A new playground at the old Glacier View Elementary School site is about $2,500 closer to reality thanks to a series of fundraisers involving musician Jesse Ruben.
Queneesh Elementary acting vice-principal Jen Turner notes her Grade 6 and 7 class came up with the idea to invite the New York-based singer/songwriter back to the Valley to help fundraise for their project.
“It’s a great start for the project,” Turner says of the $2,500, noting at least $20,000 is needed for a basic piece of playground equipment, and her students already have numerous fundraising ideas cooked up for the fall, including a raffle which is in the works for September.
“They have lots of ideas, and I know that the families down at the Glacier View site, whose little kids are going to the Waiting for the Bus program, are so happy that this is getting some attention, and they’re so excited for the future of that site down there for a playground for their kids.”
Now Glacier View Learning Centre, which is an alternate high school, the site has no playground as it was in disrepair and was torn down last year. But, the Waiting for the Bus program, which is similar to StrongStart, started at the school last year, and the toddlers in it haven’t had access to any playground equipment.
When Turner’s class at Queneesh heard about the issue, they quickly suggested seeing if Ruben would come back to the Valley to help with some fundraisers for new playground equipment.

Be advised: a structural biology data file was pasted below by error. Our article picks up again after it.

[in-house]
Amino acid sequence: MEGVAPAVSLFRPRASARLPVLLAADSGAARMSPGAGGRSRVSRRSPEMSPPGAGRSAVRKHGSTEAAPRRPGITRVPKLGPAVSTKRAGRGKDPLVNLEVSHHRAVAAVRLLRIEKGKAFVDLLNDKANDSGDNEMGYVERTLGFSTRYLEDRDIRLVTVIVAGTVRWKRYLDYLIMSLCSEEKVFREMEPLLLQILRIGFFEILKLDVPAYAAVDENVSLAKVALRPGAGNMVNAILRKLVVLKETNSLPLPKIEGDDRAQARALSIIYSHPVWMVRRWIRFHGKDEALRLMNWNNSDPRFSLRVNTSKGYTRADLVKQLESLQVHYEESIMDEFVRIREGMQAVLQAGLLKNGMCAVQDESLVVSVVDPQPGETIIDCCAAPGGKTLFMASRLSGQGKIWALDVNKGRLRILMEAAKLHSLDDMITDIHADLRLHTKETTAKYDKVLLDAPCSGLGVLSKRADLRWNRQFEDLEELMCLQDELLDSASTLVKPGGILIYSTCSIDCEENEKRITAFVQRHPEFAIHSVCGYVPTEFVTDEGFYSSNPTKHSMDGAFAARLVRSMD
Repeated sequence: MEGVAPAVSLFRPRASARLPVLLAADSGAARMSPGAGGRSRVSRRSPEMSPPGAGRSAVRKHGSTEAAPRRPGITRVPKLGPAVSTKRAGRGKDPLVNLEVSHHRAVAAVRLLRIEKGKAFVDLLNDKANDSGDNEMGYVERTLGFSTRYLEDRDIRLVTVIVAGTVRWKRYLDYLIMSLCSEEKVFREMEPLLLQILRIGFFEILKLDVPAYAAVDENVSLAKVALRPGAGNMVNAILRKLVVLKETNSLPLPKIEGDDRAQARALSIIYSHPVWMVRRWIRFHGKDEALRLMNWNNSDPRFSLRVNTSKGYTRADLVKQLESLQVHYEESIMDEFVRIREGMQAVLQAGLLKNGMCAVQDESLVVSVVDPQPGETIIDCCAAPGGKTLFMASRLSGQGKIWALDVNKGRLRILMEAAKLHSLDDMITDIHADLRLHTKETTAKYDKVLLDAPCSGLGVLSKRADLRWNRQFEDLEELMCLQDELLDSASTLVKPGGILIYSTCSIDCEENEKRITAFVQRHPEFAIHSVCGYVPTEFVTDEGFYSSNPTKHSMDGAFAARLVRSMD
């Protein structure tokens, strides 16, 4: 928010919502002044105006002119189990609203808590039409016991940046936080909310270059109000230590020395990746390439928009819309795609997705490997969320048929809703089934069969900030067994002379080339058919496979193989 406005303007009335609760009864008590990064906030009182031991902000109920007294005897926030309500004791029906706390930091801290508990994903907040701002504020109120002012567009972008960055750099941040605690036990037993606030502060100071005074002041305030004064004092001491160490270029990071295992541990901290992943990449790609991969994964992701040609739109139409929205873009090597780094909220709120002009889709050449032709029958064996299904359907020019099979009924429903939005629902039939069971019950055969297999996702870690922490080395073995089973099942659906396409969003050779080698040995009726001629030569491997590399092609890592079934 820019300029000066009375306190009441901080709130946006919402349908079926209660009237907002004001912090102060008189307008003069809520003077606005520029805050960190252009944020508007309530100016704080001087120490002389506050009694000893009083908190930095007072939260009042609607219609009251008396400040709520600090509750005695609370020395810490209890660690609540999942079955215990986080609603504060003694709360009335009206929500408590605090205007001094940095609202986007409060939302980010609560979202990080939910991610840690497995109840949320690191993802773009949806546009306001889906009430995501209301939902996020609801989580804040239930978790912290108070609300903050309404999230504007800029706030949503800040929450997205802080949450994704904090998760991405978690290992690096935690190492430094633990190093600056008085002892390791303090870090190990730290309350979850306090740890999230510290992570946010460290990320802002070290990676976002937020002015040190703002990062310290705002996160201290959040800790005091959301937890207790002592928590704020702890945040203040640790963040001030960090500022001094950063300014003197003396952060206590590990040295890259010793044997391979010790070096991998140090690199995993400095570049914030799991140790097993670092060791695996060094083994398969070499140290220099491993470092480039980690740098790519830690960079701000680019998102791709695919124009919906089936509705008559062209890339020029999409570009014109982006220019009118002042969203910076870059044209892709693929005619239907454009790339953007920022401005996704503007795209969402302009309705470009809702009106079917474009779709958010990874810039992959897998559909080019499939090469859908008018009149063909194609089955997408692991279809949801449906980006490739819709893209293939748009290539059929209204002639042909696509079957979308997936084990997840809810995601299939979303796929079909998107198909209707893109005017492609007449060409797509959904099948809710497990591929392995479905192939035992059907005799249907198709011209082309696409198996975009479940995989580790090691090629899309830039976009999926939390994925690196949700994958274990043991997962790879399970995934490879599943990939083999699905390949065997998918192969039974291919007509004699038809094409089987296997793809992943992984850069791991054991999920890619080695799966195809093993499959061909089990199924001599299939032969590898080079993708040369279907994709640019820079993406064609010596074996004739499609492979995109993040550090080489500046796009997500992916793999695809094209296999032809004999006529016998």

Ruben came here earlier this year to help inspire Comox Valley students with his song We Can, which ties in well with the Valley’s I Can initiative — an initiative designed to empower students through self-directed community service projects.
Ruben agreed right away, and was here for a week earlier this month. Again, he visited various Valley elementary schools, providing inspirational concerts to students, but this time he also performed a couple of fundraising concerts, the largest being one at Queneesh, which saw about 580 people in attendance.
Ruben says he enjoyed seeing all the student completed I Can projects, many of which he saw in their early stages during his trip earlier this year.
“To see the progress that they’ve made in six months and the stuff that they’ve done, like some of the projects that those kids did were so incredible,” says Ruben. “I was totally blown away — from energy conservation to animal rescue, to like pretty heavy stuff, like sexual assault and women’s rights, and drug abuse and homelessness — and I mean they were heavy topics for these kids to take on and they really did it, they really went for it.”
Ruben adds he’s amazed at the way the Comox Valley has embraced him, noting people recognized him all over the community, like when he went out for lunch or dinner or stopped by Tim Hortons.
He expects to release a new album early next year and plans to come to the Valley for one of his few album release shows.
“I want you guys to hear the songs before anybody else,” he says. “I love these kids, I love the parents. I think it’s an amazing, incredible community and they’ve really embraced me in the last six or seven months.”
Meanwhile, Turner adds I Can continues to grow in Valley schools.
“Two years ago, it was three schools with 120 kids doing I Can showcase. This year it was five schools with 200 kids doing the I Can showcase,” she says. “We (her and Ruben) visited four more that weren’t involved in the I Can showcase but they’re getting started, so it’s blossoming.
“It’s like the first teachers who decided to try this idea, threw the rock in the water, and the ripples are still going.”